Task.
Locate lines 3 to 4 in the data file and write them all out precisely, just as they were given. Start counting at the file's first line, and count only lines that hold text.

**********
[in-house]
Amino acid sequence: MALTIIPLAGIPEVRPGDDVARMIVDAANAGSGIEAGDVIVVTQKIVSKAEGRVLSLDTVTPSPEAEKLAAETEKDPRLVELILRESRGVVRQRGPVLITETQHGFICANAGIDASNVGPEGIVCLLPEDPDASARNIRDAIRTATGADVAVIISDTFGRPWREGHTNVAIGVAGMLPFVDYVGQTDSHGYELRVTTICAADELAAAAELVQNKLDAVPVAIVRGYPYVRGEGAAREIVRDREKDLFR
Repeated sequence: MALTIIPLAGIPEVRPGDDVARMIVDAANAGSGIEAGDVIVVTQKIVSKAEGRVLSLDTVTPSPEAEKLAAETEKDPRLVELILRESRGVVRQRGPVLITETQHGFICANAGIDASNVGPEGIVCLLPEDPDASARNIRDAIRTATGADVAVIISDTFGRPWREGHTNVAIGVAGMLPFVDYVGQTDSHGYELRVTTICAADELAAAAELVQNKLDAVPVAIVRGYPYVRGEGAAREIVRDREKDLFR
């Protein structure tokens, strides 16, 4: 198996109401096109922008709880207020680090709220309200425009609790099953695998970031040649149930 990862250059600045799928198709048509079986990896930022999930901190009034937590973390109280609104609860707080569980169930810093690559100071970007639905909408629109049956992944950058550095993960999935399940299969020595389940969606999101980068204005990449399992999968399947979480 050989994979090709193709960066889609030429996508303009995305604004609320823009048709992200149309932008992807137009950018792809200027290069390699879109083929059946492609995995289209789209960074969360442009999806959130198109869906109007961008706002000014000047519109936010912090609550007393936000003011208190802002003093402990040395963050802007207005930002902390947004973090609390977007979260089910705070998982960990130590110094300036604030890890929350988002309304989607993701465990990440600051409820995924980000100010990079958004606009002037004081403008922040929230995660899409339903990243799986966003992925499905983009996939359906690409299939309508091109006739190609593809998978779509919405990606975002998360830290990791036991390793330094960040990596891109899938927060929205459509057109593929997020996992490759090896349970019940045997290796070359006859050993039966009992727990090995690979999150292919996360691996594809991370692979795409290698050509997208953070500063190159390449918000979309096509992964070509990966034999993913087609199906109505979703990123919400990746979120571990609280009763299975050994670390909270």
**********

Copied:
Repeated sequence: MALTIIPLAGIPEVRPGDDVARMIVDAANAGSGIEAGDVIVVTQKIVSKAEGRVLSLDTVTPSPEAEKLAAETEKDPRLVELILRESRGVVRQRGPVLITETQHGFICANAGIDASNVGPEGIVCLLPEDPDASARNIRDAIRTATGADVAVIISDTFGRPWREGHTNVAIGVAGMLPFVDYVGQTDSHGYELRVTTICAADELAAAAELVQNKLDAVPVAIVRGYPYVRGEGAAREIVRDREKDLFR
């Protein structure tokens, strides 16, 4: 198996109401096109922008709880207020680090709220309200425009609790099953695998970031040649149930 990862250059600045799928198709048509079986990896930022999930901190009034937590973390109280609104609860707080569980169930810093690559100071970007639905909408629109049956992944950058550095993960999935399940299969020595389940969606999101980068204005990449399992999968399947979480 050989994979090709193709960066889609030429996508303009995305604004609320823009048709992200149309932008992807137009950018792809200027290069390699879109083929059946492609995995289209789209960074969360442009999806959130198109869906109007961008706002000014000047519109936010912090609550007393936000003011208190802002003093402990040395963050802007207005930002902390947004973090609390977007979260089910705070998982960990130590110094300036604030890890929350988002309304989607993701465990990440600051409820995924980000100010990079958004606009002037004081403008922040929230995660899409339903990243799986966003992925499905983009996939359906690409299939309508091109006739190609593809998978779509919405990606975002998360830290990791036991390793330094960040990596891109899938927060929205459509057109593929997020996992490759090896349970019940045997290796070359006859050993039966009992727990090995690979999150292919996360691996594809991370692979795409290698050509997208953070500063190159390449918000979309096509992964070509990966034999993913087609199906109505979703990123919400990746979120571990609280009763299975050994670390909270």